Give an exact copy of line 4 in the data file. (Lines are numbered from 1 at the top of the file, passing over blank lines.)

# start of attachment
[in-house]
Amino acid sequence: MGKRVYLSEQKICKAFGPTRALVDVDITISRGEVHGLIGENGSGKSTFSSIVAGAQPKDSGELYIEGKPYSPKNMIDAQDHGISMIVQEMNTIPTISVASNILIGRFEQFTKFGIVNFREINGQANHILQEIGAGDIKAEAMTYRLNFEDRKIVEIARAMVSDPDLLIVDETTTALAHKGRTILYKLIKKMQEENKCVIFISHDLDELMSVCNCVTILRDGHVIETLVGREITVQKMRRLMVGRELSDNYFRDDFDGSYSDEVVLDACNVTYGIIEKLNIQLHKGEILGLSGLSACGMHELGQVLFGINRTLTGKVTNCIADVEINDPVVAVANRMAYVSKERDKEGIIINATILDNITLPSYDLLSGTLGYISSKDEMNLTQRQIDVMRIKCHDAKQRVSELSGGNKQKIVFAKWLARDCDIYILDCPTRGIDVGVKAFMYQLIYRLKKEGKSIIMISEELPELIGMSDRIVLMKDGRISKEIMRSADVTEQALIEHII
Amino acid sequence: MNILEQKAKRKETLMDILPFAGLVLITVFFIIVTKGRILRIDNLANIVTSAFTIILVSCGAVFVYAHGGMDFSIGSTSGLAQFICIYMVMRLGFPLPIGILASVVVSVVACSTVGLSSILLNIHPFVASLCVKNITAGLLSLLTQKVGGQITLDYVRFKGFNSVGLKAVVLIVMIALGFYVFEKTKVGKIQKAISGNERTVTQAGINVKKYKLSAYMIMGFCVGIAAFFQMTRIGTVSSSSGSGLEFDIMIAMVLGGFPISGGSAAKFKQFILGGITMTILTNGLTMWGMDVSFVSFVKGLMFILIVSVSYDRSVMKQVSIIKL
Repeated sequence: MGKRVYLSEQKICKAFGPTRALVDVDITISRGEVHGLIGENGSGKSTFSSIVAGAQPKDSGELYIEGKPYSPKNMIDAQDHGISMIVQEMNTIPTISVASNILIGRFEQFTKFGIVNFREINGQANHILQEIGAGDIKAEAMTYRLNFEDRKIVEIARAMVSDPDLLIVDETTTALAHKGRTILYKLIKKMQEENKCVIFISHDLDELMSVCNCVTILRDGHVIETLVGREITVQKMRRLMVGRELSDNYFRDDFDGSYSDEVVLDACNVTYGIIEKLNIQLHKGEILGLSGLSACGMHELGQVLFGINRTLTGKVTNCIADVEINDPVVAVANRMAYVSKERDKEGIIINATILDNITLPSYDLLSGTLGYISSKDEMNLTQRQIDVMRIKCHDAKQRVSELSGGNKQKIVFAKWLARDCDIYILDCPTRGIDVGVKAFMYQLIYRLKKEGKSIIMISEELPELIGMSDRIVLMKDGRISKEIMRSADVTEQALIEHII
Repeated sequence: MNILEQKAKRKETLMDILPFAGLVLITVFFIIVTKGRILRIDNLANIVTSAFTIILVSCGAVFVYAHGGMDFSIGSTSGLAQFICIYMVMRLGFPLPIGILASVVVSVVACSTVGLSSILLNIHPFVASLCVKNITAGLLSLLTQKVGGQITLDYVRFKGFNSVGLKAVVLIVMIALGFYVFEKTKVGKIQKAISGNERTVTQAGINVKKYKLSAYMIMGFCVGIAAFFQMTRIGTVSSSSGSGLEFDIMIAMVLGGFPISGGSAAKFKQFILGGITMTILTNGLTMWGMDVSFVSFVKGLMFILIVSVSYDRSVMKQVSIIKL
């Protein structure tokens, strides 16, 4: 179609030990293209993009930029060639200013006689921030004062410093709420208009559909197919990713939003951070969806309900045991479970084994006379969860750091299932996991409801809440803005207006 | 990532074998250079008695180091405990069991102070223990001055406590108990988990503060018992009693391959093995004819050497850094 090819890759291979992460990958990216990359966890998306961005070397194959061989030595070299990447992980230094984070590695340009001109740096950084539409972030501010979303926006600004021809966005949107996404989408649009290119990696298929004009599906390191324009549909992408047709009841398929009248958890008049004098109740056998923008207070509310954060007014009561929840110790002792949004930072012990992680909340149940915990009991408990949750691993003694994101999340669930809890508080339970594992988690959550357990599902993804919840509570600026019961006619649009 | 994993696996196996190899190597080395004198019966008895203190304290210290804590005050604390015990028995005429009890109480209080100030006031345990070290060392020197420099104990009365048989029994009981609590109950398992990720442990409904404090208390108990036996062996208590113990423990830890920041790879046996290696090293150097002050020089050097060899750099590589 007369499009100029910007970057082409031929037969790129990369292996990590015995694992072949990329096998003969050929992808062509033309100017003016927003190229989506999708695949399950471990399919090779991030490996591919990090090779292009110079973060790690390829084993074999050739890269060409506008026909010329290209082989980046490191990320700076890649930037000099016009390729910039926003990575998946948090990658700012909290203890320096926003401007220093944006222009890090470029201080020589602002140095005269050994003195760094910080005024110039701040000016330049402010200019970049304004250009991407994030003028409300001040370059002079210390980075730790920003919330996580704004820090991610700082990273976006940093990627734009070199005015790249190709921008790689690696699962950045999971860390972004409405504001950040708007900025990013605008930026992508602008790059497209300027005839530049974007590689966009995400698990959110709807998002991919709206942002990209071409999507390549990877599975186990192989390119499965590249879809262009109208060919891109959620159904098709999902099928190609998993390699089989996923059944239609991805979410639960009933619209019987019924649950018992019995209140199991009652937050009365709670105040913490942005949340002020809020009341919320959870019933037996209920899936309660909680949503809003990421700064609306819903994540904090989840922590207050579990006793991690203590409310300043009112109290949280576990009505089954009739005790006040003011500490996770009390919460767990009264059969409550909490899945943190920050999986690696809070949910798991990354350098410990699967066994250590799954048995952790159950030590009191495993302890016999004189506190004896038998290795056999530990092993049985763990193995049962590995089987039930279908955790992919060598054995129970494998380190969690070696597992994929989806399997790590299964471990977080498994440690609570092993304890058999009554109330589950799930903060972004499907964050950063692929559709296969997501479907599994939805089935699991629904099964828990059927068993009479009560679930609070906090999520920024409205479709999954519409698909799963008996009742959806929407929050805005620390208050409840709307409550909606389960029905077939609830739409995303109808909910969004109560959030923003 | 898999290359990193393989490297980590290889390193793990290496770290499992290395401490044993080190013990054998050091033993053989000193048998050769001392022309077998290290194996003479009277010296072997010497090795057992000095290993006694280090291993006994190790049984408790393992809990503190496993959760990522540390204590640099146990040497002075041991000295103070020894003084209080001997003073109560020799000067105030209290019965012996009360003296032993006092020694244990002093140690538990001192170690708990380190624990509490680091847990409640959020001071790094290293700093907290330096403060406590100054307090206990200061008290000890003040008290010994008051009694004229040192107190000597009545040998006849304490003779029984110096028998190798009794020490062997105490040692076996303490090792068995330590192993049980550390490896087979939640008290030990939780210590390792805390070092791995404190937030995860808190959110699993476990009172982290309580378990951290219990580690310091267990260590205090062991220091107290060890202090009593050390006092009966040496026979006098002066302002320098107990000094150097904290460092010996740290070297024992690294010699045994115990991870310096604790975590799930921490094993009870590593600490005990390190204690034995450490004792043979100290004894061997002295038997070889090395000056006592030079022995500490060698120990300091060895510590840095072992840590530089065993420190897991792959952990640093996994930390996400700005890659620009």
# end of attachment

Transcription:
Repeated sequence: MGKRVYLSEQKICKAFGPTRALVDVDITISRGEVHGLIGENGSGKSTFSSIVAGAQPKDSGELYIEGKPYSPKNMIDAQDHGISMIVQEMNTIPTISVASNILIGRFEQFTKFGIVNFREINGQANHILQEIGAGDIKAEAMTYRLNFEDRKIVEIARAMVSDPDLLIVDETTTALAHKGRTILYKLIKKMQEENKCVIFISHDLDELMSVCNCVTILRDGHVIETLVGREITVQKMRRLMVGRELSDNYFRDDFDGSYSDEVVLDACNVTYGIIEKLNIQLHKGEILGLSGLSACGMHELGQVLFGINRTLTGKVTNCIADVEINDPVVAVANRMAYVSKERDKEGIIINATILDNITLPSYDLLSGTLGYISSKDEMNLTQRQIDVMRIKCHDAKQRVSELSGGNKQKIVFAKWLARDCDIYILDCPTRGIDVGVKAFMYQLIYRLKKEGKSIIMISEELPELIGMSDRIVLMKDGRISKEIMRSADVTEQALIEHII